Radiohead – Amnesiac – Classic Music Review
Hmm. I’m just not buying it. Nope.
I’m referring to the spin generated by various members of Radiohead, who argued that Amnesiac was not an album of left-overs, Kid A outtakes and bonus tracks, but “another take on Kid A, a form of explanation” (Thom Yorke).
I have no idea what the fuck Thom Yorke meant by that statement and I don’t think he did either. The other boys in the band were even less convincing. Here’s a passage from a KCRW interview with Ed O’Brien and Colin Greenwood as they tried to hawk their latest wares to the listening public:
Chris: Now, you guys have been here at the Sundance Film Festival, debuting songs from the forthcoming album, Amnesiac. We heard, actually, four songs. The album is now due for a June release, and it’s the parallel album to Kid A – that’s what you guys have been calling it in the press – parallel because they came out of the same sessions, essentially?
Ed: Hmm hmm.
Colin: Yes, it’s really. . . it was over an eighteen month period of recording and we didn’t want to combine all the recordings, because it would be like some . . . you know, we don’t like double albums, and we didn’t want to tax the listener’s attention time-span . . . so, erm, we started off with one record, and the ones left over we sort of managed to put together. But we are happy with how they work together, both records, I think.
Chris: So, hearing it like that it sounds like they were almost outtakes that you . . .
Chris: …or left-overs that…
Ed: No, no, it’s not. That is one of the main things that we’re really trying to get across, it’s not outtakes, it’s like…
Colin: We’d go in for like a week, like every day from 4 o’clock through to 11 or 12, working on the tracklistings for Kid A and with all the songs that we’d recorded, desperately trying to put in the songs that are on the next album, and we just couldn’t make an order fit. So there’s absolutely no sense of these other songs on Amnesiac being left-overs.
What, Colin? “So there’s absolutely no sense of these other songs on Amnesiac being left-overs.” Wait—about five minutes ago you said, “and the ones left over we sort of managed to put together.” Wanna try that again?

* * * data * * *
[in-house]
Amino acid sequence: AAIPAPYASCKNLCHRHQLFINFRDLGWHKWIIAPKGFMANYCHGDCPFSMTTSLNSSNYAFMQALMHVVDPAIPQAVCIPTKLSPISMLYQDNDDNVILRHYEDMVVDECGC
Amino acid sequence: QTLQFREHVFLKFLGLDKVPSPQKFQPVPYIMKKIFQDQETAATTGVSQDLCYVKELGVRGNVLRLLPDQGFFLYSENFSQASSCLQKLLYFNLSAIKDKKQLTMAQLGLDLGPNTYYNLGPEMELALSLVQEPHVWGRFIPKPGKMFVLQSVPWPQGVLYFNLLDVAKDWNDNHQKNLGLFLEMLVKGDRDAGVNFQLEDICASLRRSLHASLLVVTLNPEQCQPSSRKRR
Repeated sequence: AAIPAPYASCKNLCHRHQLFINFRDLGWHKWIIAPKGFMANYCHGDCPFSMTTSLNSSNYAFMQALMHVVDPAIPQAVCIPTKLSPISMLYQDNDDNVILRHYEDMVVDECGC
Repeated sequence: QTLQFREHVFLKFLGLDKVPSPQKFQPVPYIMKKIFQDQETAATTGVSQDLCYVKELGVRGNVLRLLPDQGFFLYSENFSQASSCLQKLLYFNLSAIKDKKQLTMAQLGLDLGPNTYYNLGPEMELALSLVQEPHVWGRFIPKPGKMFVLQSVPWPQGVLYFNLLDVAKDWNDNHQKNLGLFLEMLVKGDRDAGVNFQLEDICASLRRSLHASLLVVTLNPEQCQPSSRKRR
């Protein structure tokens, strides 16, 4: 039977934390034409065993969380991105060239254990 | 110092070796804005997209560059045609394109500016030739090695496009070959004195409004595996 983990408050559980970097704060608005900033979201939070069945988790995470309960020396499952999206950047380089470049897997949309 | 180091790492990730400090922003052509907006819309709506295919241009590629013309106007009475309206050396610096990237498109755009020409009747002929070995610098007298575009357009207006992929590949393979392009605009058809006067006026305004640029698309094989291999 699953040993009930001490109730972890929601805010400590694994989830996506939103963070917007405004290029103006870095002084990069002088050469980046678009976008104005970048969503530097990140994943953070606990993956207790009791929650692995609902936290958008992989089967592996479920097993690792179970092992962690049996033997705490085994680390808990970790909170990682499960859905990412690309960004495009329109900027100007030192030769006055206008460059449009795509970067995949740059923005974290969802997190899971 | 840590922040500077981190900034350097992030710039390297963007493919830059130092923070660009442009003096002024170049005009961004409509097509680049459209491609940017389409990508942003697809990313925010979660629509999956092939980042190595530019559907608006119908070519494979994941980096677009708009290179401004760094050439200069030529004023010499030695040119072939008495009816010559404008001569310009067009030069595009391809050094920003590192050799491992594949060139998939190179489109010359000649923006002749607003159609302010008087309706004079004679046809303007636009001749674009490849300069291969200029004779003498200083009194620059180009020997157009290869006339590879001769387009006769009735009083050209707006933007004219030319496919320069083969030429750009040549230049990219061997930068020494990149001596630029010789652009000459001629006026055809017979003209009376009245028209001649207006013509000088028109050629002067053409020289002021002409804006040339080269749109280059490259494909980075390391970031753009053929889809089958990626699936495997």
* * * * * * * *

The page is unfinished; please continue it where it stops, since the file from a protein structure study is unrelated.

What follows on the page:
I think the simple fact they felt the need for a media blitz speaks volumes. It’s the rare artist that can be completely objective about the quality of his or her output, and it’s only natural that Radiohead didn’t want all those long hours in the studio to go down the drain. And there are some great songs on Amnesiac, certainly enough for a killer EP. Alternatively, they could have held those three or four songs in reserve for a later album, something Radiohead has done more than a few times over the years. If you take “Packt Like Sardines in a Crushd Tin Box,” “Pyramid Song” and “Knives Out” and replace the three turkeys on Hail to the Thief, you’d wind up with an absolute masterpiece.
Amnesiac has its share of reject pile nominees, but it’s not a complete waste of time. And though I hate comparing one album to another, Radiohead opened the door to that criticism with Thom Yorke’s “another take” comment, so here goes: Amnesiac doesn’t come close to Kid A in terms of quality, passion, artistic courage or originality. Amnesiac is a combination of a few great songs that wouldn’t have fit with the textures and themes of Kid A, one or two mildly interesting pieces weakened by inappropriate embellishments, a couple of less-than-successful electronic experiments, one completely unnecessary do-over and another nominee for the worst thing Radiohead ever did.
“Packt Like Sardines in a Crushd Tin Box” kicks things off, a title that reflects the song’s sonic environment: claustrophobic, with rising pressures building around you as the song progresses. The scanty lyrics are the lead character’s response to those growing pressures, the feeling of being crowded out by society and the little it has to offer:
After years of waiting
And you realize you’re looking
Looking in the wrong place
I’m a reasonable man
Get off my case, get off my case, get off my case